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Medieval Cyborgs: Human-Thing-Relations in European Floris- and Constance-Adaptations

Subproject by Antonia Murath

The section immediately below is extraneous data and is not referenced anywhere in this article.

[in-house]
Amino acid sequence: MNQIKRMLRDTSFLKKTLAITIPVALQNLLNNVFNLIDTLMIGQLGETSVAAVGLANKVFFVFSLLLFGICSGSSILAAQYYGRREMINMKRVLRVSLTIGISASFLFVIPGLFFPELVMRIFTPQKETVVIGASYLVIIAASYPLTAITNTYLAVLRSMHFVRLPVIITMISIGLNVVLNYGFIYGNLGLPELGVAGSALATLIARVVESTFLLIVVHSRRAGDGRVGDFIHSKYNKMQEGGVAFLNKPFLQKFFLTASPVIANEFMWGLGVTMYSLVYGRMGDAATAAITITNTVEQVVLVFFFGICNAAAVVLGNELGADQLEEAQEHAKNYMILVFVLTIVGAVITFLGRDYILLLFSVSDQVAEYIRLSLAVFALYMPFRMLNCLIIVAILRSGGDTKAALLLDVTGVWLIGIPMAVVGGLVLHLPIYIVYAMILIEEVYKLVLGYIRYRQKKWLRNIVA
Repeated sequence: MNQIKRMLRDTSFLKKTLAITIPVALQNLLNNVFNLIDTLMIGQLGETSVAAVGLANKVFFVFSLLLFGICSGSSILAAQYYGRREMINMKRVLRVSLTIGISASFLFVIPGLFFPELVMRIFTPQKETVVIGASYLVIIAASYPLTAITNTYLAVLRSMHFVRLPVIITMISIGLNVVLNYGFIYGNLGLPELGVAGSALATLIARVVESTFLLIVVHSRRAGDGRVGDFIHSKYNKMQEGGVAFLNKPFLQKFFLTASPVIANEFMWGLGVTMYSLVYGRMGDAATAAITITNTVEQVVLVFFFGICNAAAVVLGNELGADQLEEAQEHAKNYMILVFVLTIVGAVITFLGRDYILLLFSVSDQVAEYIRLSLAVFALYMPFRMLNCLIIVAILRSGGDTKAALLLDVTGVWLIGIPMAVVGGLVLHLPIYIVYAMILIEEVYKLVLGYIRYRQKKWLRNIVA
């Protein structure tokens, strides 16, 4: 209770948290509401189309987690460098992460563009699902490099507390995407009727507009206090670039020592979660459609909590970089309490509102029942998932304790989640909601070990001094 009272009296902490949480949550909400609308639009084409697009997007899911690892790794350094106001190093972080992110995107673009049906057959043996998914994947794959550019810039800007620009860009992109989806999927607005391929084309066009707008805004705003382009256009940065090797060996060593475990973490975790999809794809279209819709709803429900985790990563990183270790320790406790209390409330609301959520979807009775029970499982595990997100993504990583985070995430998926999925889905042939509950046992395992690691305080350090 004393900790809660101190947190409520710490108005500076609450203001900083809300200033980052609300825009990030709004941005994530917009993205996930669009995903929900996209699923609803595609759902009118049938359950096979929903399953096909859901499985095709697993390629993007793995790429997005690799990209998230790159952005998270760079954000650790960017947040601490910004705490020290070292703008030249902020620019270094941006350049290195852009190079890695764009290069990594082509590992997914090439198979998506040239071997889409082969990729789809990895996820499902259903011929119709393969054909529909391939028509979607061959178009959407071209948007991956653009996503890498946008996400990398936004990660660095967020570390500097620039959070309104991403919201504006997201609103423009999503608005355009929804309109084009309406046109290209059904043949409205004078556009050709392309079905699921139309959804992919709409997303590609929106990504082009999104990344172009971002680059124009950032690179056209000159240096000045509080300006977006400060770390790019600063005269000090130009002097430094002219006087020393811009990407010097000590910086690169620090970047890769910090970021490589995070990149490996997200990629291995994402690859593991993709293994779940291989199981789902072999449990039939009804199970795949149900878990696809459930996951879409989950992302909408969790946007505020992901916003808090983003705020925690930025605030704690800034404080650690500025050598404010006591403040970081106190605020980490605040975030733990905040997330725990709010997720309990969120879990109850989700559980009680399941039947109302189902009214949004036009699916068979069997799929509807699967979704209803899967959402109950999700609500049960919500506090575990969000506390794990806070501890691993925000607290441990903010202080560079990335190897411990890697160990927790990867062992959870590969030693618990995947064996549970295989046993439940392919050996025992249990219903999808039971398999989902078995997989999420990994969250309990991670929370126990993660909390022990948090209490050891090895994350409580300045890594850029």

I analyse two Middle High German Floris- and Constance-adaptations (Flore und Blantscheflur; Mai und Beaflor) via their exposure of human-thing relations, taking into account their broad transmission horizons. I combine two areas of inquiry, thing-theory and gender. In both texts, a female protagonist is marginalized to the extreme by incest, slavery, displacement or exile. Simultaneously, she is at the centre of action and develops an agentic force of her own, eliciting desire, fascination or fear, stirring mass conversion or prompting peasant revolts. This kind of agency, I suggest, emerges from the enmeshment of a marginalized, female, and exceptionally virtuous human body with various material bodies bearing their own histories, trajectories and temporalities. Thus, the protagonist becomes part of a larger actor-network (Latour) and can be conceived of as a cyborg, in Donna Haraway’s sense of a material-semiotic actor not contained by the boundaries of the skin. As such, she triggers certain plot developments (plot-machine). She further taps into contemporary, visually mediated discourses, such as that of a trans-Mediterranean culture of representation via portable objects, or that of relics and reliquaries. Such imagery links the texts with imperial settings or conversion narratives. Finally, the German romances are part of a transnational narrative tradition: they are known in almost all European vernaculars and adapted across a wide variety of genres. My project aims to decentralise and widen the scope against a northern European backdrop by considering insular British (Middle English / Anglo-Norman), Yiddish, Scandinavian, Low German and Dutch versions.